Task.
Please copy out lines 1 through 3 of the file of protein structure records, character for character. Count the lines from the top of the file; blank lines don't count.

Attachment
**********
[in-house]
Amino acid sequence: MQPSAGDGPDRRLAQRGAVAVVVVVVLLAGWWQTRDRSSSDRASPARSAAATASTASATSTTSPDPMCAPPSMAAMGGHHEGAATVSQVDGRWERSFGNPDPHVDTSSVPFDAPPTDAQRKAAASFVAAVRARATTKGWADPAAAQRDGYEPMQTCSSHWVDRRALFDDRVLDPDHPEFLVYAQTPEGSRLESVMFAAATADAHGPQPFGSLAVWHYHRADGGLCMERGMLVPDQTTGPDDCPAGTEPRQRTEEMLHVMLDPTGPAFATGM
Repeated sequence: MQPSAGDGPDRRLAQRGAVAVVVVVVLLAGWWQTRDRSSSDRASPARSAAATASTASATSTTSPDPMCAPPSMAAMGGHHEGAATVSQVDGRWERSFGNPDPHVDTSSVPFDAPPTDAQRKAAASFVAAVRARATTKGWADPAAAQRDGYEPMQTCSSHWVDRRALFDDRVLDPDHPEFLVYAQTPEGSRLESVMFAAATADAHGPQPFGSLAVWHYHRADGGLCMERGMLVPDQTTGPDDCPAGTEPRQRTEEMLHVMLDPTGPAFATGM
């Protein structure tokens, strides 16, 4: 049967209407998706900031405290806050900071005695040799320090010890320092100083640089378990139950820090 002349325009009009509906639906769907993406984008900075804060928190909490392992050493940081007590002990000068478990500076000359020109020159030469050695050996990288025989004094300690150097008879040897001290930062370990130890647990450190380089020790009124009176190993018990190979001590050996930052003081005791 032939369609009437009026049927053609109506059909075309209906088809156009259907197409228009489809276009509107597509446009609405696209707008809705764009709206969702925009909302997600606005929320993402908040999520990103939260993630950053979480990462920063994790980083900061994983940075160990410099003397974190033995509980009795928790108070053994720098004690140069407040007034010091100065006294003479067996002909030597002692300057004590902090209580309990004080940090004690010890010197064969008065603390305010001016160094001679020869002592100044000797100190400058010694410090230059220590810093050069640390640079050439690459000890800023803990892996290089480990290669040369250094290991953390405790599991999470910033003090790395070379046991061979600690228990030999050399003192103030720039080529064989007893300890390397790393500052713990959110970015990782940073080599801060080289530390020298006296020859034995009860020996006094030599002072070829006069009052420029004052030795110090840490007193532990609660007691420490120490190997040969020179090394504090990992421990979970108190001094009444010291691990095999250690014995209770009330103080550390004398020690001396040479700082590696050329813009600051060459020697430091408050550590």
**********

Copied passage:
[in-house]
Amino acid sequence: MQPSAGDGPDRRLAQRGAVAVVVVVVLLAGWWQTRDRSSSDRASPARSAAATASTASATSTTSPDPMCAPPSMAAMGGHHEGAATVSQVDGRWERSFGNPDPHVDTSSVPFDAPPTDAQRKAAASFVAAVRARATTKGWADPAAAQRDGYEPMQTCSSHWVDRRALFDDRVLDPDHPEFLVYAQTPEGSRLESVMFAAATADAHGPQPFGSLAVWHYHRADGGLCMERGMLVPDQTTGPDDCPAGTEPRQRTEEMLHVMLDPTGPAFATGM
Repeated sequence: MQPSAGDGPDRRLAQRGAVAVVVVVVLLAGWWQTRDRSSSDRASPARSAAATASTASATSTTSPDPMCAPPSMAAMGGHHEGAATVSQVDGRWERSFGNPDPHVDTSSVPFDAPPTDAQRKAAASFVAAVRARATTKGWADPAAAQRDGYEPMQTCSSHWVDRRALFDDRVLDPDHPEFLVYAQTPEGSRLESVMFAAATADAHGPQPFGSLAVWHYHRADGGLCMERGMLVPDQTTGPDDCPAGTEPRQRTEEMLHVMLDPTGPAFATGM